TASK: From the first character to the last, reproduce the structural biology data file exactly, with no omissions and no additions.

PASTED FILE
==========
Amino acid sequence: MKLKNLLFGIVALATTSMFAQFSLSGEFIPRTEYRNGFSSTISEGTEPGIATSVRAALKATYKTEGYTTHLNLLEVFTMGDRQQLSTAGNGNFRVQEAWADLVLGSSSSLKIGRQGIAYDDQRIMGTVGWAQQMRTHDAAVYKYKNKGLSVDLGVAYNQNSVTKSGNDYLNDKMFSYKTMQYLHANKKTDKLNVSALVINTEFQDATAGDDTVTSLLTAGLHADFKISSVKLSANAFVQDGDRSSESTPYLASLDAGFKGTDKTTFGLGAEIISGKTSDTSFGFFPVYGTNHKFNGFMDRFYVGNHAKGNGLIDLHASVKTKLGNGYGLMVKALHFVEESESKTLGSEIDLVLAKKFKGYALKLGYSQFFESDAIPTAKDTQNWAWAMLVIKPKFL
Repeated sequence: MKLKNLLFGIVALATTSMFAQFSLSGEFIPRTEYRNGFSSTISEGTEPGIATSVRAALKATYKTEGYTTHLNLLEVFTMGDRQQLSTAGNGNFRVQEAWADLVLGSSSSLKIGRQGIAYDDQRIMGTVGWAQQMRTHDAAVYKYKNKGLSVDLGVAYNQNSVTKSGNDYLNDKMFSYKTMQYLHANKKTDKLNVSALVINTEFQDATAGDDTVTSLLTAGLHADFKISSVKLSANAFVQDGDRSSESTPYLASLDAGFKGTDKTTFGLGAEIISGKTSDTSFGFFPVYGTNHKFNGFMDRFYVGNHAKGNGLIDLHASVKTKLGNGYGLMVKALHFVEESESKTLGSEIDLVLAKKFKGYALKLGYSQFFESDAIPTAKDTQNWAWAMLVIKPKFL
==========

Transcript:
Amino acid sequence: MKLKNLLFGIVALATTSMFAQFSLSGEFIPRTEYRNGFSSTISEGTEPGIATSVRAALKATYKTEGYTTHLNLLEVFTMGDRQQLSTAGNGNFRVQEAWADLVLGSSSSLKIGRQGIAYDDQRIMGTVGWAQQMRTHDAAVYKYKNKGLSVDLGVAYNQNSVTKSGNDYLNDKMFSYKTMQYLHANKKTDKLNVSALVINTEFQDATAGDDTVTSLLTAGLHADFKISSVKLSANAFVQDGDRSSESTPYLASLDAGFKGTDKTTFGLGAEIISGKTSDTSFGFFPVYGTNHKFNGFMDRFYVGNHAKGNGLIDLHASVKTKLGNGYGLMVKALHFVEESESKTLGSEIDLVLAKKFKGYALKLGYSQFFESDAIPTAKDTQNWAWAMLVIKPKFL
Repeated sequence: MKLKNLLFGIVALATTSMFAQFSLSGEFIPRTEYRNGFSSTISEGTEPGIATSVRAALKATYKTEGYTTHLNLLEVFTMGDRQQLSTAGNGNFRVQEAWADLVLGSSSSLKIGRQGIAYDDQRIMGTVGWAQQMRTHDAAVYKYKNKGLSVDLGVAYNQNSVTKSGNDYLNDKMFSYKTMQYLHANKKTDKLNVSALVINTEFQDATAGDDTVTSLLTAGLHADFKISSVKLSANAFVQDGDRSSESTPYLASLDAGFKGTDKTTFGLGAEIISGKTSDTSFGFFPVYGTNHKFNGFMDRFYVGNHAKGNGLIDLHASVKTKLGNGYGLMVKALHFVEESESKTLGSEIDLVLAKKFKGYALKLGYSQFFESDAIPTAKDTQNWAWAMLVIKPKFL